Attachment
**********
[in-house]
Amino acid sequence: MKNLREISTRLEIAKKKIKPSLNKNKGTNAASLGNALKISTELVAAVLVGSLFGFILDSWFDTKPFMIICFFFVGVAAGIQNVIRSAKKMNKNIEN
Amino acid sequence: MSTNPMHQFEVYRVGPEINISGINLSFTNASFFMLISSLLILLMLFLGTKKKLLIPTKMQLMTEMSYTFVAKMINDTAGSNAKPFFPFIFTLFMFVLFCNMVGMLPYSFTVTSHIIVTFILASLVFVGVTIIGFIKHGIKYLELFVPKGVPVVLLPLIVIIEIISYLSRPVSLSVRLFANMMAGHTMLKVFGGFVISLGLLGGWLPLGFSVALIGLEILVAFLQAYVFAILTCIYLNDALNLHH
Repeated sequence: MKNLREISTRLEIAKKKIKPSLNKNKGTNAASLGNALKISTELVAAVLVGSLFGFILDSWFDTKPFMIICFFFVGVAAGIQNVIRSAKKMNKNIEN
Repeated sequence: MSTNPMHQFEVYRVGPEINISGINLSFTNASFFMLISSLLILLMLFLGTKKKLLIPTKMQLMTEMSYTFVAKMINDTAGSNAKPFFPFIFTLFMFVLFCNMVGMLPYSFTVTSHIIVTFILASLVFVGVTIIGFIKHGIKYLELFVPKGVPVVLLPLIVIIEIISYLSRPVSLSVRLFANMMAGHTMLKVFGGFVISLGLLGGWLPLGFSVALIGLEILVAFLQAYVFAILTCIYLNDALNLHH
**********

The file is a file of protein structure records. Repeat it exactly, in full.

[in-house]
Amino acid sequence: MKNLREISTRLEIAKKKIKPSLNKNKGTNAASLGNALKISTELVAAVLVGSLFGFILDSWFDTKPFMIICFFFVGVAAGIQNVIRSAKKMNKNIEN
Amino acid sequence: MSTNPMHQFEVYRVGPEINISGINLSFTNASFFMLISSLLILLMLFLGTKKKLLIPTKMQLMTEMSYTFVAKMINDTAGSNAKPFFPFIFTLFMFVLFCNMVGMLPYSFTVTSHIIVTFILASLVFVGVTIIGFIKHGIKYLELFVPKGVPVVLLPLIVIIEIISYLSRPVSLSVRLFANMMAGHTMLKVFGGFVISLGLLGGWLPLGFSVALIGLEILVAFLQAYVFAILTCIYLNDALNLHH
Repeated sequence: MKNLREISTRLEIAKKKIKPSLNKNKGTNAASLGNALKISTELVAAVLVGSLFGFILDSWFDTKPFMIICFFFVGVAAGIQNVIRSAKKMNKNIEN
Repeated sequence: MSTNPMHQFEVYRVGPEINISGINLSFTNASFFMLISSLLILLMLFLGTKKKLLIPTKMQLMTEMSYTFVAKMINDTAGSNAKPFFPFIFTLFMFVLFCNMVGMLPYSFTVTSHIIVTFILASLVFVGVTIIGFIKHGIKYLELFVPKGVPVVLLPLIVIIEIISYLSRPVSLSVRLFANMMAGHTMLKVFGGFVISLGLLGGWLPLGFSVALIGLEILVAFLQAYVFAILTCIYLNDALNLHH